Salaries Speak Louder than Words: The Ninth Circuit Holds that Prior Salary Cannot Justify Wage Disparities

Katherine M. Flett

By Katherine M. Flett

In April 2018, the Ninth Circuit Court of Appeals held in Rizo v. Yovino that an employee’s pay history is not a legal justification for a wage disparity under the Equal Pay Act.

The Equal Pay Act (the “Act”) stands for a principle as simple as its title: men and women should receive equal pay for equal work, regardless of sex.  While sex-based wage discrimination has been prohibited under the Act for over fifty years, the pay gap between men and women continues to be a disconcerting reality in our society.

The Act provides that an employer may justify wage disparities if it is able to prove that it relied not on sex, but on one of the following exceptions: (i) a seniority system; (ii) a merit system; (iii) a system that measures earnings by quantity or quality of production; or (iv) a differential based on “any factor other than sex.” It is the last “catch-all” exception that was the subject of Rizo v. Yovino.

Aileen Rizo was hired as a math consultant by the Fresno County Office of Education (“Fresno”), after previous employment as a middle and high school math teacher.  Fresno’s policy to determine a new employee’s salary was to add five-percent to any newly-hired employee’s previous salary and then place the employee within the corresponding salary scale.  After learning that her male coworkers were placed into higher salary scales than she was upon hire, Rizo sued her employer for violating the federal Equal Pay Act, among other claims.

Fresno argued that considering Rizo’s prior salary was a permissible “factor other than sex” under the Act.  The trial court rejected Fresno’s arguments, and Fresno appealed to the Ninth Circuit.  A three-judge panel reversed the trial court decision, relying on a Kouba v. Allstate Ins. Co., a Ninth Circuit case from 1982, that held that it was permissible for an employer to rely on an employee’s prior salary as a “factor other than sex.”  Rizo requested a rehearing before a full (en banc) panel, which the Court granted.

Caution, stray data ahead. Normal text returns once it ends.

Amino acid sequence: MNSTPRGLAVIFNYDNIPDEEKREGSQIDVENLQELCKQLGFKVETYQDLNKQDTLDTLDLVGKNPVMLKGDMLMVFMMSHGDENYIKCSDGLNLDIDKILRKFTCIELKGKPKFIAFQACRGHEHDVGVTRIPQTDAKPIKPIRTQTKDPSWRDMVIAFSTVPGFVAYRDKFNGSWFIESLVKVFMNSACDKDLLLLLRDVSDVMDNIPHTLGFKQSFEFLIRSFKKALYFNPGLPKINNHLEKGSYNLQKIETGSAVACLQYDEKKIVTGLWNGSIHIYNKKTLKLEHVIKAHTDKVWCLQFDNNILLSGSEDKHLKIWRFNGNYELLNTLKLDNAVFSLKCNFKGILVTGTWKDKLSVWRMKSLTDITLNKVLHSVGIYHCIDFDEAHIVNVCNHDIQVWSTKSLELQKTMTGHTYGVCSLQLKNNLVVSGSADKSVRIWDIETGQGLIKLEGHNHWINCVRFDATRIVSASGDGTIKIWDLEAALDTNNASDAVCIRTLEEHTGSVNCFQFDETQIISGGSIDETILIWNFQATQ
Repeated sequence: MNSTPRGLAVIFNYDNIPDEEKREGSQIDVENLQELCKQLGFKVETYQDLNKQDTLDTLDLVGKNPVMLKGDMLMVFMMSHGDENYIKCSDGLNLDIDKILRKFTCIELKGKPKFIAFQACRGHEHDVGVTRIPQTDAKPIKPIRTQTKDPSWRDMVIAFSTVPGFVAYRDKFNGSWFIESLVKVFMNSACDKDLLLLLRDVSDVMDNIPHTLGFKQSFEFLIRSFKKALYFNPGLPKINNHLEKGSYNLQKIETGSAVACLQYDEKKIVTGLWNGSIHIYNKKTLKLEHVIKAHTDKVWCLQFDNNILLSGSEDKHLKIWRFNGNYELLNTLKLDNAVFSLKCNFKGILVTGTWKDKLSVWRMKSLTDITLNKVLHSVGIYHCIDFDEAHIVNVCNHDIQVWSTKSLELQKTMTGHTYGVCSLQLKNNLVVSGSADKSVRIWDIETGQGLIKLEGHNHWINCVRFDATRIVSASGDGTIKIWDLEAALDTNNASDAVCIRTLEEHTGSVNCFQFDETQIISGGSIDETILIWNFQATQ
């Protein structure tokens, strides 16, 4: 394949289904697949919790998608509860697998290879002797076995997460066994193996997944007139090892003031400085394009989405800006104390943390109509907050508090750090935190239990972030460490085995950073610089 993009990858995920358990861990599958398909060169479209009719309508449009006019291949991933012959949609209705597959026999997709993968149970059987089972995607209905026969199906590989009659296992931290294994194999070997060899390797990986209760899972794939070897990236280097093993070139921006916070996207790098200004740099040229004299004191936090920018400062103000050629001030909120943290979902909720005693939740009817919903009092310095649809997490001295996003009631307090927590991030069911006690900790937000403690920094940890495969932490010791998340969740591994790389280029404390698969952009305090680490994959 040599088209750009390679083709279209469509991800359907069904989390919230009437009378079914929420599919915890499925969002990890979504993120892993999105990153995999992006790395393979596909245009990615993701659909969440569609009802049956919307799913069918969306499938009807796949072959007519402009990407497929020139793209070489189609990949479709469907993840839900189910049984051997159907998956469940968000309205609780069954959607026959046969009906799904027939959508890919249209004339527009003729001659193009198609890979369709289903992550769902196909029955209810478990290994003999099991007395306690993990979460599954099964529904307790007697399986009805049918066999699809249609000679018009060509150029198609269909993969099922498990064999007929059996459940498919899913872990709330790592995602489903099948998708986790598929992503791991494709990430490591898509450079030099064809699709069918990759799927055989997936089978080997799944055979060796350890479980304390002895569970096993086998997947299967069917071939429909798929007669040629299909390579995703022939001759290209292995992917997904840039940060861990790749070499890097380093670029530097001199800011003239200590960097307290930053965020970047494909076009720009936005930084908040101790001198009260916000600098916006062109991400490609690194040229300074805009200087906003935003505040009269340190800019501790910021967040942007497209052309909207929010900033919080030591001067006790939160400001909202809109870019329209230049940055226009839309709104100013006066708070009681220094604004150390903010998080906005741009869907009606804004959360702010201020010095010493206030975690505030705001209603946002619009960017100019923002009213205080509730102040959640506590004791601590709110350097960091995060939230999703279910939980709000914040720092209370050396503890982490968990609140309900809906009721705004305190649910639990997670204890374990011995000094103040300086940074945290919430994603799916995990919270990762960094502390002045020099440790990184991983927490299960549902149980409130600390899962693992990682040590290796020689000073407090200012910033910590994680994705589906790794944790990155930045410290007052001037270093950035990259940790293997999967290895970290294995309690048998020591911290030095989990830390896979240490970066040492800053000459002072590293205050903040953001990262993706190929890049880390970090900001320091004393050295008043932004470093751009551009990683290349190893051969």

The en banc panel rejected Fresno’s argument, overruled Kouba, and held that a “factor other than sex” must be “job-related” and not one that affects a “business policy.”  The Court specifically noted that “to allow employers to capitalize on the persistence of the wage gap and perpetuate that gap ad infinitum—would be contrary to the text and history of the Equal Pay Act and would vitiate the very purpose for which the Act stands.”

Instead, the Court held the “any factor other than sex” exception must be “limited to legitimate, job-related factors such as a prospective employee’s experience, educational background, ability, or prior job performance.”

The Ninth Circuit (which includes Alaska, Arizona, California, Hawaii, Idaho, Montana, Nevada, Oregon, and Washington) is the now the only federal court of appeals to hold that salary history may never be used to set initial salaries.  Slightly different, the Tenth and Eleventh Circuits (which include Colorado, Kansas, New Mexico, Oklahoma, Utah, Wyoming, Alabama, Florida, and Georgia) have held that prior salary history alone may not justify wage disparities between men and women.  The Eighth Circuit (which includes Arkansas, Iowa, Minnesota, Missouri, Nebraska, and South Dakota) has held that employers may rely on prior pay as an affirmative defense, but only upon a showing that the prior pay itself was not the result of discrimination or sex stereotyping.  In sharp contrast is the Seventh Circuit (including Illinois, Indiana, and Wisconsin), which is the sole federal court of appeals to hold that salary history is always a “factor other than sex,” permissible under the Act.

This split among circuits renders this question ripe for review by the U.S. Supreme Court.  In fact, Fresno publicly announced that it intends to appeal to the U.S. Supreme Court.

Additionally, several states, including California, Delaware, Massachusetts, New Jersey, New York, Oregon, and Washington, have enacted state laws that prohibit employers from relying upon prior pay as a defense to a pay discrimination claim in state cases and/or from inquiring about prior pay at all during the application process.

We encourage all employers to take a critical look at their current pay policies and contact one of Danna McKitrick’s experienced employment lawyers with any questions regarding compliance with applicable equal pay laws.

Click here to read the Rizo opinion in its entirety.

Posted by Attorney Katherine M. Flett. Flett is a member of the litigation team focusing on assisting clients with matters relating to business, civil and commercial litigation.


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